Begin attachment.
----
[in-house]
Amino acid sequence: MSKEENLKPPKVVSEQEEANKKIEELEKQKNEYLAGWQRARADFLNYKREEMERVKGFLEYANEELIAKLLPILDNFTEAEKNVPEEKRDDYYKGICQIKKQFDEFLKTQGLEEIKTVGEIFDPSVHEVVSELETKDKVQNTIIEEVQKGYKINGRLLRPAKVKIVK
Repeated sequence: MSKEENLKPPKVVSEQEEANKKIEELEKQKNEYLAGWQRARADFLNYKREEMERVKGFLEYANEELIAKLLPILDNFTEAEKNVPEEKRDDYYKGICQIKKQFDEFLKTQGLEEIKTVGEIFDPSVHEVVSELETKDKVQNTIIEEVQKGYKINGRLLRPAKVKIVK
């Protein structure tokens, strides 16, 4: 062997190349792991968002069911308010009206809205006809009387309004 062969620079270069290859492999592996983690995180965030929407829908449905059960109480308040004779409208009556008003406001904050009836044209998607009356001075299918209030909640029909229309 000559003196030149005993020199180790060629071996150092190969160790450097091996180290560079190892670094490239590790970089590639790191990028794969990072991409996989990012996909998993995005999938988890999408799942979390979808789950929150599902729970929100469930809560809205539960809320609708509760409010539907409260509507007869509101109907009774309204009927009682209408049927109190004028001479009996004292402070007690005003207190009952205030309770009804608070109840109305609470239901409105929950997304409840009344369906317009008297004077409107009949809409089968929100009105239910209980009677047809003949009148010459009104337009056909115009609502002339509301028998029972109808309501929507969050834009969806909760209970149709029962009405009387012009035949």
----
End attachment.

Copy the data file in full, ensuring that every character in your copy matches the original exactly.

[in-house]
Amino acid sequence: MSKEENLKPPKVVSEQEEANKKIEELEKQKNEYLAGWQRARADFLNYKREEMERVKGFLEYANEELIAKLLPILDNFTEAEKNVPEEKRDDYYKGICQIKKQFDEFLKTQGLEEIKTVGEIFDPSVHEVVSELETKDKVQNTIIEEVQKGYKINGRLLRPAKVKIVK
Repeated sequence: MSKEENLKPPKVVSEQEEANKKIEELEKQKNEYLAGWQRARADFLNYKREEMERVKGFLEYANEELIAKLLPILDNFTEAEKNVPEEKRDDYYKGICQIKKQFDEFLKTQGLEEIKTVGEIFDPSVHEVVSELETKDKVQNTIIEEVQKGYKINGRLLRPAKVKIVK
């Protein structure tokens, strides 16, 4: 062997190349792991968002069911308010009206809205006809009387309004 062969620079270069290859492999592996983690995180965030929407829908449905059960109480308040004779409208009556008003406001904050009836044209998607009356001075299918209030909640029909229309 000559003196030149005993020199180790060629071996150092190969160790450097091996180290560079190892670094490239590790970089590639790191990028794969990072991409996989990012996909998993995005999938988890999408799942979390979808789950929150599902729970929100469930809560809205539960809320609708509760409010539907409260509507007869509101109907009774309204009927009682209408049927109190004028001479009996004292402070007690005003207190009952205030309770009804608070109840109305609470239901409105929950997304409840009344369906317009008297004077409107009949809409089968929100009105239910209980009677047809003949009148010459009104337009056909115009609502002339509301028998029972109808309501929507969050834009969806909760209970149709029962009405009387012009035949």